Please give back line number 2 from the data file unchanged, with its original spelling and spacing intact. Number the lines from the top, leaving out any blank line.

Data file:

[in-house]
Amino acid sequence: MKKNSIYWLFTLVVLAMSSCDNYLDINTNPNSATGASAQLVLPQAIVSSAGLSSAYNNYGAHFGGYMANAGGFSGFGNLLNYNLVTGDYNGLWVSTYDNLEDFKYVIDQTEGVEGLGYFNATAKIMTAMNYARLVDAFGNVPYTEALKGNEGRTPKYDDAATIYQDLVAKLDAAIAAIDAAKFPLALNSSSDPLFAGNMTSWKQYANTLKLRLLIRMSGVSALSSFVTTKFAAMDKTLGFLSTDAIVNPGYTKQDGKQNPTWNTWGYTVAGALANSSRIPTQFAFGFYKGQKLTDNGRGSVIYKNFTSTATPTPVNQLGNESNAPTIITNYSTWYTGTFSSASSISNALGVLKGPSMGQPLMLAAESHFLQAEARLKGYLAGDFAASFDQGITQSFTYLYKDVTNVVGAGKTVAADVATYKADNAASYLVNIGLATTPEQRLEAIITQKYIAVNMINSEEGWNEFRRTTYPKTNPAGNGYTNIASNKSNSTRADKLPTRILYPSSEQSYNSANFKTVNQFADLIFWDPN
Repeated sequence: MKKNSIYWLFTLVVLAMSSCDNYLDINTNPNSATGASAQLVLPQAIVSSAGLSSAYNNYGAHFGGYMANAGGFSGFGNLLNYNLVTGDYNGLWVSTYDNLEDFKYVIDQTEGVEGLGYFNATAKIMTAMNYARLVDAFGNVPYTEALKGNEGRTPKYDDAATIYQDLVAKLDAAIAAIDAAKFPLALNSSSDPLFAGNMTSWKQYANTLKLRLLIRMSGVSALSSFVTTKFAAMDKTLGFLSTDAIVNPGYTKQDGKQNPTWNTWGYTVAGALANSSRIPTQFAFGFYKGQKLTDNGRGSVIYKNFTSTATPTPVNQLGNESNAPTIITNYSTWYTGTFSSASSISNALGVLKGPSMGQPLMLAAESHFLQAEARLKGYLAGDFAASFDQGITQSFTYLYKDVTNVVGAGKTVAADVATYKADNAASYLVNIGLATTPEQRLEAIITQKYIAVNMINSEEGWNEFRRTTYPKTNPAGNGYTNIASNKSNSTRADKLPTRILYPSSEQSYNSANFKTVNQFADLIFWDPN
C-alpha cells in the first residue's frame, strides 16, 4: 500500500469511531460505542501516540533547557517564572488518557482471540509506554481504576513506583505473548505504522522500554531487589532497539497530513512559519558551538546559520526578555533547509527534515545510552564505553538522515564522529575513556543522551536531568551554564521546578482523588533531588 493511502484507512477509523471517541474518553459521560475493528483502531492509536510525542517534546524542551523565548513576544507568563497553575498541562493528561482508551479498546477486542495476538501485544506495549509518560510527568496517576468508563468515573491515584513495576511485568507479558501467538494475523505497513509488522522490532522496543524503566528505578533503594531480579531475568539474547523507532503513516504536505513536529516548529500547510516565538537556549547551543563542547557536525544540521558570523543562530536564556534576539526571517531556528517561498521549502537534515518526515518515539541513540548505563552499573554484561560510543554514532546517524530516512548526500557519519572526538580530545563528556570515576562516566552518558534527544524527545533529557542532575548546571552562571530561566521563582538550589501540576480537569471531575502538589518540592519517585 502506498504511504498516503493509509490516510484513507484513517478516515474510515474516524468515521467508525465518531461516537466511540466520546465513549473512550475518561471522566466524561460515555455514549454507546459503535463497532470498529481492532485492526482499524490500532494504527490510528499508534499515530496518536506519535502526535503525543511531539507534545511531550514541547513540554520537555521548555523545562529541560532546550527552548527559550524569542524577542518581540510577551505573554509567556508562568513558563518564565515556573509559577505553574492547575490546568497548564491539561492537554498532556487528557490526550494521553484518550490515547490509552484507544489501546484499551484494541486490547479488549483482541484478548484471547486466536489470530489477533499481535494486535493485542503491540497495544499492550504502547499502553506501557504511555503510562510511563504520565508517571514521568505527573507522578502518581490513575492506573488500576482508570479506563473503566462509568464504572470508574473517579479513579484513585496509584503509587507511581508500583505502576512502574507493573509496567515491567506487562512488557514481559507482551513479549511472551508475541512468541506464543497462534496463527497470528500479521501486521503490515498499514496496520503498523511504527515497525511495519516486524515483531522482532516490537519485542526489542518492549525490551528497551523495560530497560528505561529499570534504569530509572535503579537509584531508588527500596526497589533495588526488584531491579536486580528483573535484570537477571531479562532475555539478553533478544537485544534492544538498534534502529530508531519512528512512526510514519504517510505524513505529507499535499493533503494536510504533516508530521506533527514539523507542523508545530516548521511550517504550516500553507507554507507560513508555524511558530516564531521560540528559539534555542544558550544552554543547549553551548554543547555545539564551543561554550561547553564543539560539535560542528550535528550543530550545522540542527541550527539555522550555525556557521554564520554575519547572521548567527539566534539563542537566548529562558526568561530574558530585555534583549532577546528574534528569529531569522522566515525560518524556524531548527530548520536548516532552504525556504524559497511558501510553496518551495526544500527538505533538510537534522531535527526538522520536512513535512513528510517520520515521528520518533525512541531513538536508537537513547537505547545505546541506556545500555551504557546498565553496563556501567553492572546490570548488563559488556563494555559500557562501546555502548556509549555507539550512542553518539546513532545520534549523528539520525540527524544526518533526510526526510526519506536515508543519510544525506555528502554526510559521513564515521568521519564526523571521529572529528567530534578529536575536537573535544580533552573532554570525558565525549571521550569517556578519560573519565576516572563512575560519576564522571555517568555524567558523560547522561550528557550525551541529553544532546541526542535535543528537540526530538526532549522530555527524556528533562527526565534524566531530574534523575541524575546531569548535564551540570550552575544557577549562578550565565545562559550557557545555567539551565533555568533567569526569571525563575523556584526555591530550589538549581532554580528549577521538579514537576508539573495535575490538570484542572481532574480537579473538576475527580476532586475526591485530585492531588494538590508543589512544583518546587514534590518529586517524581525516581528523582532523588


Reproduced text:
Amino acid sequence: MKKNSIYWLFTLVVLAMSSCDNYLDINTNPNSATGASAQLVLPQAIVSSAGLSSAYNNYGAHFGGYMANAGGFSGFGNLLNYNLVTGDYNGLWVSTYDNLEDFKYVIDQTEGVEGLGYFNATAKIMTAMNYARLVDAFGNVPYTEALKGNEGRTPKYDDAATIYQDLVAKLDAAIAAIDAAKFPLALNSSSDPLFAGNMTSWKQYANTLKLRLLIRMSGVSALSSFVTTKFAAMDKTLGFLSTDAIVNPGYTKQDGKQNPTWNTWGYTVAGALANSSRIPTQFAFGFYKGQKLTDNGRGSVIYKNFTSTATPTPVNQLGNESNAPTIITNYSTWYTGTFSSASSISNALGVLKGPSMGQPLMLAAESHFLQAEARLKGYLAGDFAASFDQGITQSFTYLYKDVTNVVGAGKTVAADVATYKADNAASYLVNIGLATTPEQRLEAIITQKYIAVNMINSEEGWNEFRRTTYPKTNPAGNGYTNIASNKSNSTRADKLPTRILYPSSEQSYNSANFKTVNQFADLIFWDPN